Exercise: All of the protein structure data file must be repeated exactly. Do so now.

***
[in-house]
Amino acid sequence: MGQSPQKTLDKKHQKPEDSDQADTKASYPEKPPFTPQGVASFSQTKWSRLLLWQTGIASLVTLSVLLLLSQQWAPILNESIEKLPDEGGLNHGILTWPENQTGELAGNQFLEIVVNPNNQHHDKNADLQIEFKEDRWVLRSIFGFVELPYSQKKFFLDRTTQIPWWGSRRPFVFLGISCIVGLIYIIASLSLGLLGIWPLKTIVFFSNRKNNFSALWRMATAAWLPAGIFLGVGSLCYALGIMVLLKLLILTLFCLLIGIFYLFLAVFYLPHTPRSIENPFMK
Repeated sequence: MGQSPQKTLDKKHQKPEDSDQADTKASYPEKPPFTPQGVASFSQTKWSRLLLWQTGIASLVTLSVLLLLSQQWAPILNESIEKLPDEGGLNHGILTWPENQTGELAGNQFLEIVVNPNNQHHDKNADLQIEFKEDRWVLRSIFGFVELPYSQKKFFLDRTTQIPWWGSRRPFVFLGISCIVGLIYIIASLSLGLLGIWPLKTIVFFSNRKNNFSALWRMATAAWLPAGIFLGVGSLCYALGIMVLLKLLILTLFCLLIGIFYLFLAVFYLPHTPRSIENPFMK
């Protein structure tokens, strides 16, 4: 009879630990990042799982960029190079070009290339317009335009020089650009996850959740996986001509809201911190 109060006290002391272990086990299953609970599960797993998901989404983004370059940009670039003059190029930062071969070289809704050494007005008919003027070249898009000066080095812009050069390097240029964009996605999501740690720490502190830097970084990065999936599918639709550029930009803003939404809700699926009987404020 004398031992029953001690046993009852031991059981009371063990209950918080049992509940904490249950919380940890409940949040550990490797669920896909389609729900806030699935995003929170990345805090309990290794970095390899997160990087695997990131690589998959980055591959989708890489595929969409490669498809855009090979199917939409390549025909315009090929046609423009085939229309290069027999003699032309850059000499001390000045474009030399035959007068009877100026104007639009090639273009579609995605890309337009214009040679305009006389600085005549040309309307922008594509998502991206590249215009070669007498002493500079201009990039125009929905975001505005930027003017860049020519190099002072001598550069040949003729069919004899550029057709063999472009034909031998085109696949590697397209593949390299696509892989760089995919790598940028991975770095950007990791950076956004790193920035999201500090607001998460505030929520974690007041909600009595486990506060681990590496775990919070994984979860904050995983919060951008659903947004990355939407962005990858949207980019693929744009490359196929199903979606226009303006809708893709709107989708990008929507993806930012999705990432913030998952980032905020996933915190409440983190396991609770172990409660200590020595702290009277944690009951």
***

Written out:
[in-house]
Amino acid sequence: MGQSPQKTLDKKHQKPEDSDQADTKASYPEKPPFTPQGVASFSQTKWSRLLLWQTGIASLVTLSVLLLLSQQWAPILNESIEKLPDEGGLNHGILTWPENQTGELAGNQFLEIVVNPNNQHHDKNADLQIEFKEDRWVLRSIFGFVELPYSQKKFFLDRTTQIPWWGSRRPFVFLGISCIVGLIYIIASLSLGLLGIWPLKTIVFFSNRKNNFSALWRMATAAWLPAGIFLGVGSLCYALGIMVLLKLLILTLFCLLIGIFYLFLAVFYLPHTPRSIENPFMK
Repeated sequence: MGQSPQKTLDKKHQKPEDSDQADTKASYPEKPPFTPQGVASFSQTKWSRLLLWQTGIASLVTLSVLLLLSQQWAPILNESIEKLPDEGGLNHGILTWPENQTGELAGNQFLEIVVNPNNQHHDKNADLQIEFKEDRWVLRSIFGFVELPYSQKKFFLDRTTQIPWWGSRRPFVFLGISCIVGLIYIIASLSLGLLGIWPLKTIVFFSNRKNNFSALWRMATAAWLPAGIFLGVGSLCYALGIMVLLKLLILTLFCLLIGIFYLFLAVFYLPHTPRSIENPFMK
């Protein structure tokens, strides 16, 4: 009879630990990042799982960029190079070009290339317009335009020089650009996850959740996986001509809201911190 109060006290002391272990086990299953609970599960797993998901989404983004370059940009670039003059190029930062071969070289809704050494007005008919003027070249898009000066080095812009050069390097240029964009996605999501740690720490502190830097970084990065999936599918639709550029930009803003939404809700699926009987404020 004398031992029953001690046993009852031991059981009371063990209950918080049992509940904490249950919380940890409940949040550990490797669920896909389609729900806030699935995003929170990345805090309990290794970095390899997160990087695997990131690589998959980055591959989708890489595929969409490669498809855009090979199917939409390549025909315009090929046609423009085939229309290069027999003699032309850059000499001390000045474009030399035959007068009877100026104007639009090639273009579609995605890309337009214009040679305009006389600085005549040309309307922008594509998502991206590249215009070669007498002493500079201009990039125009929905975001505005930027003017860049020519190099002072001598550069040949003729069919004899550029057709063999472009034909031998085109696949590697397209593949390299696509892989760089995919790598940028991975770095950007990791950076956004790193920035999201500090607001998460505030929520974690007041909600009595486990506060681990590496775990919070994984979860904050995983919060951008659903947004990355939407962005990858949207980019693929744009490359196929199903979606226009303006809708893709709107989708990008929507993806930012999705990432913030998952980032905020996933915190409440983190396991609770172990409660200590020595702290009277944690009951």